RIYADH, Saudi Arabia (May 13) - Saudi authorities linked a 19-member al-Qaida team Tuesday to carnage at three foreign compounds in the capital - multiple, simultaneous car bombings that killed at least 30 people, including eight Americans. Nine attackers were among the dead. Another 194 people were wounded, most of them not seriously, according to Saudi officials; 40 were said to be Americans. ``These despicable acts were committed by killers whose only faith is hate, and the United States will find the killers, and they will learn the meaning of American justice,'' President Bush said. In a statement posted on the Saudi Press Agency Web site, the Interior Ministry described the attacks as ``suicide operations'' and said the nine bodies found in the location of the explosions were those of ``the terrorists.'' The FBI said it would send agents to join the investigation. Though no one claimed responsibility for the attacks, Secretary of State Colin Powell, who arrived in Saudi Arabia for an official visit hours after the blasts, said they had ``the fingerprints of al-Qaida.'' Saudi authorities made a direct connection between the attacks and a May 6 gunfight between police and 19 al-Qaida operatives in the same part of Riyadh where the bombings occurred. ``The only information we have is that some of them were members of the group that was sought a few days ago, the 19 fellows whose pictures came out in the press,'' Prince Turki al-Faisal, Saudi Arabia's ambassador to Britain and a former Saudi intelligence chief, said in London. The 19 escaped. Among them were 17 Saudis, a Yemeni, and an Iraqi with Kuwaiti and Canadian citizenship. The interior minister, Prince Nayef, said they were believed to take orders directly from Osama bin Laden, mastermind of the attacks on the World Trade Center and the Pentagon. Authorities confiscated their cache - hand grenades, five suitcases of explosives, rifles and ammunition, as well as computers, communications equipment and cash. At that time, Nayef said al-Qaida was ``weak and almost nonexistent.'' If Monday's bombings were the work of al-Qaida, it would mean that a terrorist organization that bore the brunt of American military might in Afghanistan is still capable of mounting coordinated attacks, even in one of the world's most tightly policed countries. Nayef, speaking to the daily Okaz, did not rule out the possibility of more attacks. ``I don't rule out anything. We must not sit back and say this will not happen,'' he said. ``This is life, and incidents occur in every country and we are in a period of anxiety and terror acts. The kingdom is one of the countries being targeted.'' The multi-pronged, synchronized nature of Monday's bombings recalled the events of Sept. 11, 2001. On Monday night, it took the bombers 30 seconds to a minute to get through an iron gate, drive up to the building and detonate explosives, said a senior administration official on the plane of Secretary of State Colin Powell. After killing the sentries, the bombers pushed the button that opened the iron gate to the compound. ``They had to know where the switches were,'' said the official, suggesting the terrorists had inside information. The al-Hamra, Jadawal and Vinnell compounds - all within 10 miles of each other in northeastern Riyadh, the last two a half-mile apart - house business executives, oil industry professionals and teachers. Behind their 20-foot walls women need not wear enveloping robes, American and European children ride their bikes in the street, backyard barbecues are common and houses are decorated for Christmas and Halloween. At around 11:30 p.m. Monday, witnesses reported, there was gunfire and a series of explosions. ``I thought the door was going to come off its hinges,'' said Patrick Amour, a French executive who lives a quarter-mile from al-Hamra. Amour said he heard three explosions: One loud one from al-Hamra and others more faintly from the two other compounds. They ``went off within three seconds, less than three seconds, as if it were an echo,'' he said. The blasts were ``absolutely terrifying,'' one Scottish survivor, John Gardiner, told the British Broadcasting Corp. ``All the doors came in, the external doors, the internal doors, all the windows, and the next thing I knew I was lying on my back in shattered glass,'' he said.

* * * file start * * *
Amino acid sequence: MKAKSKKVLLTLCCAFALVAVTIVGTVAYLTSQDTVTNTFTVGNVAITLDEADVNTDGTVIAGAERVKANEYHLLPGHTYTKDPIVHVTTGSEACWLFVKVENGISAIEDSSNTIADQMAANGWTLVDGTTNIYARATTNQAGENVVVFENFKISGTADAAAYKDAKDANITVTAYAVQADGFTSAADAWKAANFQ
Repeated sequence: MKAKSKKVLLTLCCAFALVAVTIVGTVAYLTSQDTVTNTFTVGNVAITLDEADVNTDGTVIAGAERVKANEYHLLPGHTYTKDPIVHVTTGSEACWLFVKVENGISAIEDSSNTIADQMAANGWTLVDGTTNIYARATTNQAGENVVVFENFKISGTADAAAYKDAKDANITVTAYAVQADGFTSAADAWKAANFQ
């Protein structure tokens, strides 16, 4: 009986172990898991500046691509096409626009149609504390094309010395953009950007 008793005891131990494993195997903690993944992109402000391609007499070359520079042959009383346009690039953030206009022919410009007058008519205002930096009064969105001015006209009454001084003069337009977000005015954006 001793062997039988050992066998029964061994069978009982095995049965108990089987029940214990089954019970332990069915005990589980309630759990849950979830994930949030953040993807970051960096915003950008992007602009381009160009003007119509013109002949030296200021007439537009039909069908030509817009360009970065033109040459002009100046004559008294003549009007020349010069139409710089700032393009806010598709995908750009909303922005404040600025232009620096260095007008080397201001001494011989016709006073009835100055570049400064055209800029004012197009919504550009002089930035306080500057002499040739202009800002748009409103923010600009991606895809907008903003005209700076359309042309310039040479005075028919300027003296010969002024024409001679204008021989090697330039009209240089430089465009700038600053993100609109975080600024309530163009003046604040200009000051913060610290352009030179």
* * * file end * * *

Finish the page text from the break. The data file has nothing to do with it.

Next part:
View Quote